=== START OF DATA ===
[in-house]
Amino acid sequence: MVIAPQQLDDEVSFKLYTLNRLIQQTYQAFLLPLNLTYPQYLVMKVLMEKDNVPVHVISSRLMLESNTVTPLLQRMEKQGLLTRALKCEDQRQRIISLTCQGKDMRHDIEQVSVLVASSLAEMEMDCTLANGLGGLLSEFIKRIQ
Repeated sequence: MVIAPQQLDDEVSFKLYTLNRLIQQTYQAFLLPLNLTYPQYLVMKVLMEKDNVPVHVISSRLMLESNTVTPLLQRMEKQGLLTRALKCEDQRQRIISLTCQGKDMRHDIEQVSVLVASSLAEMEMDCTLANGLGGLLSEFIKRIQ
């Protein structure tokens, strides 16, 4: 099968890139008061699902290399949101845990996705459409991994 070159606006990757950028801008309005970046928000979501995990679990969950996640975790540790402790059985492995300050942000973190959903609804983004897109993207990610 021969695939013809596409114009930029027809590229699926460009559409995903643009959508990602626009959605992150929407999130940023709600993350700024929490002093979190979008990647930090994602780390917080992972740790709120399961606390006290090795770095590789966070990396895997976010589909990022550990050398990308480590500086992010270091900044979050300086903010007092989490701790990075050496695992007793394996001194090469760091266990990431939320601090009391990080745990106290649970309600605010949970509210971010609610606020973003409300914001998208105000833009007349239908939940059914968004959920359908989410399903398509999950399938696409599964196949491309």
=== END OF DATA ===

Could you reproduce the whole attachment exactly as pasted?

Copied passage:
[in-house]
Amino acid sequence: MVIAPQQLDDEVSFKLYTLNRLIQQTYQAFLLPLNLTYPQYLVMKVLMEKDNVPVHVISSRLMLESNTVTPLLQRMEKQGLLTRALKCEDQRQRIISLTCQGKDMRHDIEQVSVLVASSLAEMEMDCTLANGLGGLLSEFIKRIQ
Repeated sequence: MVIAPQQLDDEVSFKLYTLNRLIQQTYQAFLLPLNLTYPQYLVMKVLMEKDNVPVHVISSRLMLESNTVTPLLQRMEKQGLLTRALKCEDQRQRIISLTCQGKDMRHDIEQVSVLVASSLAEMEMDCTLANGLGGLLSEFIKRIQ
């Protein structure tokens, strides 16, 4: 099968890139008061699902290399949101845990996705459409991994 070159606006990757950028801008309005970046928000979501995990679990969950996640975790540790402790059985492995300050942000973190959903609804983004897109993207990610 021969695939013809596409114009930029027809590229699926460009559409995903643009959508990602626009959605992150929407999130940023709600993350700024929490002093979190979008990647930090994602780390917080992972740790709120399961606390006290090795770095590789966070990396895997976010589909990022550990050398990308480590500086992010270091900044979050300086903010007092989490701790990075050496695992007793394996001194090469760091266990990431939320601090009391990080745990106290649970309600605010949970509210971010609610606020973003409300914001998208105000833009007349239908939940059914968004959920359908989410399903398509999950399938696409599964196949491309």